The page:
When a petty thief slinks into Foggy Bottom to steal a BMW that its owner carelessly left running, the neighborhood has 40-some cameras and 45 businesses watching their every move. The area’s homey security network is so effective, in fact, that other neighborhoods want to design something similar to clamp down on crime in their regions.
West End Watch, a massive email chain designed to alert the area’s stakeholders of suspicious activity, was conceived and put into place by Jeri Epstein, the neighborhood’s ANC commissioner, shortly before the onset of the pandemic, with the help of the Ritz-Carlton DC.
Epstein, a teacher-turned-consultant-turned-retiree, has lived in Foggy Bottom since 2001 and spontaneously filled her friend’s seat on the local board in 2019. Since then, she’s made neighborhood safety one of her top priorities.
She said that unlike Nextdoor or other online neighborhood forums, West End Watch is a system that requires all members to prove their security credentials to the group.
“This is not going to be like a Facebook page, where everybody gets to visit,” Epstein said. “It’s an invitation-only situation.”
Security managers of businesses in the neighborhood opt in to the group and agree to share collected surveillance footage. From there, the 45 or so member parties share videos and pictures of suspected wrongdoers. If an incident like a theft or assault occurs, others in the immediate vicinity are notified with a BOLO (“be on the lookout”) alert, helping them provide police (or each other) with more accurate information on how to find and report assailants.
Epstein said crime has plummeted since West End Watch was established, and that the Brookland and Anacostia neighborhoods have approached her to develop something similar in their respective corners of the city. The Ritz-Carlton did not respond to multiple requests for comment on their involvement in the creation of the network.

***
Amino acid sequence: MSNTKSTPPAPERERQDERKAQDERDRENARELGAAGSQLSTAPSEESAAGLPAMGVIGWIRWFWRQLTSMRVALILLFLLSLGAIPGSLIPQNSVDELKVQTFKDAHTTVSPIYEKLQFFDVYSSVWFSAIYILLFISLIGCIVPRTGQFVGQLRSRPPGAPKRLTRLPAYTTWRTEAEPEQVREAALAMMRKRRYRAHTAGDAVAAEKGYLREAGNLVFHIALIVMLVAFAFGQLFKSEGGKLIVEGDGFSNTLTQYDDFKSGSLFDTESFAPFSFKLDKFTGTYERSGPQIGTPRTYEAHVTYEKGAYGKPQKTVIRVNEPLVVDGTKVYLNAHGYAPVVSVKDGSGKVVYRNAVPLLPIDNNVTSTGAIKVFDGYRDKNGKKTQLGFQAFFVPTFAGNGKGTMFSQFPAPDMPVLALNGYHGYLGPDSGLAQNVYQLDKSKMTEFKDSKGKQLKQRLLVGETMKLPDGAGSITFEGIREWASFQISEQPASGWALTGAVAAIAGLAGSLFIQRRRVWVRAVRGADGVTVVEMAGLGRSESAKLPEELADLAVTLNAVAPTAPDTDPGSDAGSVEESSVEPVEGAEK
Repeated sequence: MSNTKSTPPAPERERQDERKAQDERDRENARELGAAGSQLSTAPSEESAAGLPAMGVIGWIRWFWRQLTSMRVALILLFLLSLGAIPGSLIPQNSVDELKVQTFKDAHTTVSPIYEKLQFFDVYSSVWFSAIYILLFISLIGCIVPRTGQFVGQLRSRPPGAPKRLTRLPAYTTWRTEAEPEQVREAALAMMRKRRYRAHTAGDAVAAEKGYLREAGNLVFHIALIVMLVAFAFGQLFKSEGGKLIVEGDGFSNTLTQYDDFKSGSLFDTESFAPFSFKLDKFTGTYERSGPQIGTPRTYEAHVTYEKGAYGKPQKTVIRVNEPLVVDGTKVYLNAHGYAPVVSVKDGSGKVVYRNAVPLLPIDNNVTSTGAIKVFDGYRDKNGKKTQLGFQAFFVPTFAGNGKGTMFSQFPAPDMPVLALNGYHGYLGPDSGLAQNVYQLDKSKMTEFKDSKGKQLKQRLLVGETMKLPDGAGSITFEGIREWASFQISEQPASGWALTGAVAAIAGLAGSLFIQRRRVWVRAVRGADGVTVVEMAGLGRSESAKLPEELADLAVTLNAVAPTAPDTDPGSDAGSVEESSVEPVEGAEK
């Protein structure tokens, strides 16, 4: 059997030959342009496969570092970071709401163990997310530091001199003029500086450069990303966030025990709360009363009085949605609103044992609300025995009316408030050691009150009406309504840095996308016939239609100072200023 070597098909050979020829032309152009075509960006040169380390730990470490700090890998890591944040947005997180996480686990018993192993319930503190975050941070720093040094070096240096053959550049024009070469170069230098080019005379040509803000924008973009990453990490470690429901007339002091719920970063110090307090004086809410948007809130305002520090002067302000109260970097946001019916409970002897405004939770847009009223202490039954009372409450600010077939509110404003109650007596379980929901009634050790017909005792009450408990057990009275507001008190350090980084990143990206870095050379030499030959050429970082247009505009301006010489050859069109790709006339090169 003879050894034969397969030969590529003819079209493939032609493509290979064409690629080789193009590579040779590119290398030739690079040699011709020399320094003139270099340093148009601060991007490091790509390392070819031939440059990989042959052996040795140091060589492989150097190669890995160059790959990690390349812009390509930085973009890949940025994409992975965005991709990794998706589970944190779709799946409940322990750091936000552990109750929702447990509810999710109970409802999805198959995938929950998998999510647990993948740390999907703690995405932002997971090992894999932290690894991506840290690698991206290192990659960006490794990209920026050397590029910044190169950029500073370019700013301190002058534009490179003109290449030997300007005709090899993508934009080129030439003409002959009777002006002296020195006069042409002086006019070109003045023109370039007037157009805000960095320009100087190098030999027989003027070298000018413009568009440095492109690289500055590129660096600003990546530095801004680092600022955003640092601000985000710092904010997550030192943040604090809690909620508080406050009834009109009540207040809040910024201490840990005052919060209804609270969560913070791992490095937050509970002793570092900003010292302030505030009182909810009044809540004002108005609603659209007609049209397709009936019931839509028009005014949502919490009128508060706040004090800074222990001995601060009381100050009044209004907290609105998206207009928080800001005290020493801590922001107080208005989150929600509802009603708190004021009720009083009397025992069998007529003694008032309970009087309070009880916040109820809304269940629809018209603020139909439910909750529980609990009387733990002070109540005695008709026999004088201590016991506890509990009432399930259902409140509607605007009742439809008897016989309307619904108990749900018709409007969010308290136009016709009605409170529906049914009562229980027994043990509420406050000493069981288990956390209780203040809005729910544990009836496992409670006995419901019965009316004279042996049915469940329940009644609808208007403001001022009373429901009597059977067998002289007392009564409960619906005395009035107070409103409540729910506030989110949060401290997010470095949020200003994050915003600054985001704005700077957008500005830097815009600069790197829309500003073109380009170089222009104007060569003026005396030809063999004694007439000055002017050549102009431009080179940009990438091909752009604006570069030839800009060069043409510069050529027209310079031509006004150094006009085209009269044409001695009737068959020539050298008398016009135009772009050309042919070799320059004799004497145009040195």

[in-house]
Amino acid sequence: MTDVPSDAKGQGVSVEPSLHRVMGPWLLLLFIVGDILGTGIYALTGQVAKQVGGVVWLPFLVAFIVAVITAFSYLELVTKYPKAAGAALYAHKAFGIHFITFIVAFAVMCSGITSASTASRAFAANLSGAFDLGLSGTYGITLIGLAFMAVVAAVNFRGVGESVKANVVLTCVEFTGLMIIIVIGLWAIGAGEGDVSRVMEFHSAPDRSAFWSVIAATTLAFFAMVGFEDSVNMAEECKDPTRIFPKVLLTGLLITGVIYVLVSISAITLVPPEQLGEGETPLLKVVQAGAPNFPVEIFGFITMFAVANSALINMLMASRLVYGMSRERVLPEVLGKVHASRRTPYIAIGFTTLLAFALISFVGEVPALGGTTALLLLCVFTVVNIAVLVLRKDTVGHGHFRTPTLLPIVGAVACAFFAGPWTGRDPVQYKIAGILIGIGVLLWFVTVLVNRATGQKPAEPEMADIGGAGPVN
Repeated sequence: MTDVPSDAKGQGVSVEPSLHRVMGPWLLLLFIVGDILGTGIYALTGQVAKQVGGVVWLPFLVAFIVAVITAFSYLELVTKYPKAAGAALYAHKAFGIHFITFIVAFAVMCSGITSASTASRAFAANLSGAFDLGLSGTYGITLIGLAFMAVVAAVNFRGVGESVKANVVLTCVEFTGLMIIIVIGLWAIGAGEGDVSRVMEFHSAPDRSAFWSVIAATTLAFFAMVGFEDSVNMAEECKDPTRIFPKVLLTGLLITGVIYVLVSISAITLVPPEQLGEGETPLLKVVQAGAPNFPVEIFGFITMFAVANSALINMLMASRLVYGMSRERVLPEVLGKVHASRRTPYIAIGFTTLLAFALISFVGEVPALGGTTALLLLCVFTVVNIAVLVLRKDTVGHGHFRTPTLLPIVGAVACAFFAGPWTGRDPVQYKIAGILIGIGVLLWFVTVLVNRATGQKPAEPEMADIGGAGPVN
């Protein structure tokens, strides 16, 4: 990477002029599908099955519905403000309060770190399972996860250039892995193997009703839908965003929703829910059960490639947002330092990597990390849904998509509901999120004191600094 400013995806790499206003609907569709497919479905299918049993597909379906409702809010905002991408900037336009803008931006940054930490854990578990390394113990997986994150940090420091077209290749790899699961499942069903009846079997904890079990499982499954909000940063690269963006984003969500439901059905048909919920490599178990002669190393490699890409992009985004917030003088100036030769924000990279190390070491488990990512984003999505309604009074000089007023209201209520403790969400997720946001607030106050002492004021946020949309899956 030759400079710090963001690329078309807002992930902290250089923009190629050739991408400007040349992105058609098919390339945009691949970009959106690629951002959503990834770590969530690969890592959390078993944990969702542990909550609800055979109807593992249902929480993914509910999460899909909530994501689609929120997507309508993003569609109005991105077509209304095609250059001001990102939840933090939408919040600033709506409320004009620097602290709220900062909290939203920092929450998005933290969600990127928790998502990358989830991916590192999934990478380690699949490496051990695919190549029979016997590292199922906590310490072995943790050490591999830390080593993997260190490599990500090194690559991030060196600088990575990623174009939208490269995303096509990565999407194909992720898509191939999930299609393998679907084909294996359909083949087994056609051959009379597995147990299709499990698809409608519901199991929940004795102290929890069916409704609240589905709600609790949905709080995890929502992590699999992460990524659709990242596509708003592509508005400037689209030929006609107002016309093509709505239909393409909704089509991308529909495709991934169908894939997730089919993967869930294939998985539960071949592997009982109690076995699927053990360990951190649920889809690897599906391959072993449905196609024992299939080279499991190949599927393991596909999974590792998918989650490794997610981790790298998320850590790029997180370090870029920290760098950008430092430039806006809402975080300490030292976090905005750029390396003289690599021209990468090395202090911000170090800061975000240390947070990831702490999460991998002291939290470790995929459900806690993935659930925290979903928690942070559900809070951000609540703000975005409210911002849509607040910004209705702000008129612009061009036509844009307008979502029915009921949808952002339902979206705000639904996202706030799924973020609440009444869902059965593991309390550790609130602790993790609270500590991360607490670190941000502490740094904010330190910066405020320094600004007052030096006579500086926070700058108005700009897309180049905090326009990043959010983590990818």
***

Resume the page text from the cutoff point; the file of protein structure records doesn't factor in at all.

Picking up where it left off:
John George, president of the community group the Foggy Bottom Association, said most crimes in the neighborhood are so-called “crimes of opportunity” — like serendipitous car thefts and various other types of petty theft — that aren’t targeted to anyone or any group in particular. While dependable nationwide data on criminal intention is difficult to ascertain, crimes of opportunity have been the subject of bulletins by police departments from D.C. to the tiny town of Shelton, Wash., in recent years.
A Wisconite who has lived in Foggy Bottom for 26 years, George, 62, has been at the helm of the FBA since 2020 and sees awareness as the group’s biggest challenge to stopping crime.
“I think a lot of it boils down to awareness and education,” George said.
According to the Metropolitan Police Department, ANC2A — which encompasses both Foggy Bottom and West End — has recorded 172 crimes over the past six months, most of them thefts. Overall, it remains one of the District’s safer neighborhoods, per recent lists by Only In Your State, Atlas Lane and Upgraded Home.
The nearby George Washington University is also partnered with the ANC on this project, and the initiative has helped “solve” several local cases that troubled the community, Epstein said.
Joel Causey, a D.C. construction executive and the chairman of Ward 2’s ANC, praised the system’s efficacy and impact, noting that the neighborhood was not all that ridden with crime to begin with.
“Foggy Bottom is like an oasis, an anomaly,” Causey said. “I think part of that has to do with that we’re not overwhelmed given the fact that we do have people who are so vigilant here.”
Overall, Epstein hopes that West End Watch will contribute to a safer and more secure Foggy Bottom for all of its residents and business owners. Ultimately, she wants to remain omnipresent in the community, but not pervasive or controlling.
“So, I always say, I’m allowed to watch, but I do not contribute,” Epstein said.
D.C. residents in all wards will elect members of their ANCs on November 8, the same day voters nationwide will cast their votes for members of the U.S. House of Representatives and the Senate.